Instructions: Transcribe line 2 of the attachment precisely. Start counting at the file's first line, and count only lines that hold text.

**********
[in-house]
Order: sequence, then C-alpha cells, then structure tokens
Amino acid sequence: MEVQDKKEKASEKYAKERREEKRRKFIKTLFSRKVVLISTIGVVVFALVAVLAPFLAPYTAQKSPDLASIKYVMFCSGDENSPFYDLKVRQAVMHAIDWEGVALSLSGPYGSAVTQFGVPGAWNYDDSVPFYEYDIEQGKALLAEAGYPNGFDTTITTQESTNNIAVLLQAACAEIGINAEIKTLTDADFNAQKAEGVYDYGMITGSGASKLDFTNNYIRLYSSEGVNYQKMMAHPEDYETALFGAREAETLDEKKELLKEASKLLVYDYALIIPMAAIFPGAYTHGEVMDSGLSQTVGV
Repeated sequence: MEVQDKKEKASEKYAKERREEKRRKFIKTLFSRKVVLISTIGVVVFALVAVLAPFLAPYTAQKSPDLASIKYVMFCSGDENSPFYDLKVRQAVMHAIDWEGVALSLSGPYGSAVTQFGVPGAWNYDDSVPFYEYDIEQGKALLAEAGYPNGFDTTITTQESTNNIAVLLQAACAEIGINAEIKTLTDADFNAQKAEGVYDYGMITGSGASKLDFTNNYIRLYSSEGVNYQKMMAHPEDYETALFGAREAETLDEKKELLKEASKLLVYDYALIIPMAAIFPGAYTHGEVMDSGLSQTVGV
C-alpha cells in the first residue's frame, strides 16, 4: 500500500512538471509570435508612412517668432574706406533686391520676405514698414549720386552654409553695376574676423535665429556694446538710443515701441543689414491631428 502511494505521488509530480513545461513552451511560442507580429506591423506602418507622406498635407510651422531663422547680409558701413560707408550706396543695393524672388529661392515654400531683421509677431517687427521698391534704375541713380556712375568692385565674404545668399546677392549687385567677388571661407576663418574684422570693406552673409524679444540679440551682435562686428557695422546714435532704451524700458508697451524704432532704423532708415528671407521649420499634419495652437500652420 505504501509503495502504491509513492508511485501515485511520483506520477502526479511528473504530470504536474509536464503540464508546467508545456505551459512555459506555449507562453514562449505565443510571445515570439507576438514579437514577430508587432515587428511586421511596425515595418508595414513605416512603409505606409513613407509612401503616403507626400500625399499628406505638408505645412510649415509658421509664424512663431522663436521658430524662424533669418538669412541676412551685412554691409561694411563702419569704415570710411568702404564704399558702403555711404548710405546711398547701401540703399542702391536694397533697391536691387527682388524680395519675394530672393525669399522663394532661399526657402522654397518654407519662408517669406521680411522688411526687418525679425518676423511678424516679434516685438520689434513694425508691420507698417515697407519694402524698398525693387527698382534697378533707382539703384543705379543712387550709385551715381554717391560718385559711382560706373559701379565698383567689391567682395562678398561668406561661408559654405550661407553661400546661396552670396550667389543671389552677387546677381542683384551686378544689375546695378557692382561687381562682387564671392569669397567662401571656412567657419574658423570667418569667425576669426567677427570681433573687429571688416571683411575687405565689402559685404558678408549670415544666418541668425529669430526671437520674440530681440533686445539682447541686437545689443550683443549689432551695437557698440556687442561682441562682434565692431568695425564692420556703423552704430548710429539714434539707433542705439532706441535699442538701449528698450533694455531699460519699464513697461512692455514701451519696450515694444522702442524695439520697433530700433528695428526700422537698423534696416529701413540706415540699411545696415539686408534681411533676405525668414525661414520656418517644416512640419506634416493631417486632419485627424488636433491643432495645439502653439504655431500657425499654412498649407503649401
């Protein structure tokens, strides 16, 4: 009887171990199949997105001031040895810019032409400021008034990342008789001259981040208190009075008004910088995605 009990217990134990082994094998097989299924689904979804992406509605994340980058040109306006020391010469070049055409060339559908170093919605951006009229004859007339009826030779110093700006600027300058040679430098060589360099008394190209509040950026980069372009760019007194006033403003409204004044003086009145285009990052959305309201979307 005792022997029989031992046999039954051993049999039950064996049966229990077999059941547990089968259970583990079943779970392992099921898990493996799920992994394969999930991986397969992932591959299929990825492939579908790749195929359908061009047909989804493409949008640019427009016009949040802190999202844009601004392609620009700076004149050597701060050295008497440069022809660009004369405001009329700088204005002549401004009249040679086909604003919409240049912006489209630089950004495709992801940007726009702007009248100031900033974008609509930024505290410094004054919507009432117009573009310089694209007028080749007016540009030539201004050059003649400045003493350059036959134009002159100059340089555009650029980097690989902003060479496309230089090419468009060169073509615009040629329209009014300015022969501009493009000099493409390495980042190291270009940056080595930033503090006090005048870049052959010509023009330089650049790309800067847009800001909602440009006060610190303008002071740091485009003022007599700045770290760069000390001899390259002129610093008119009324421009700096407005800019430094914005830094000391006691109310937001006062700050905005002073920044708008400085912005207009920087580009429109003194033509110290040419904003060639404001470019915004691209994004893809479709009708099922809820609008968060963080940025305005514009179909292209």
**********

Order: sequence, then C-alpha cells, then structure tokens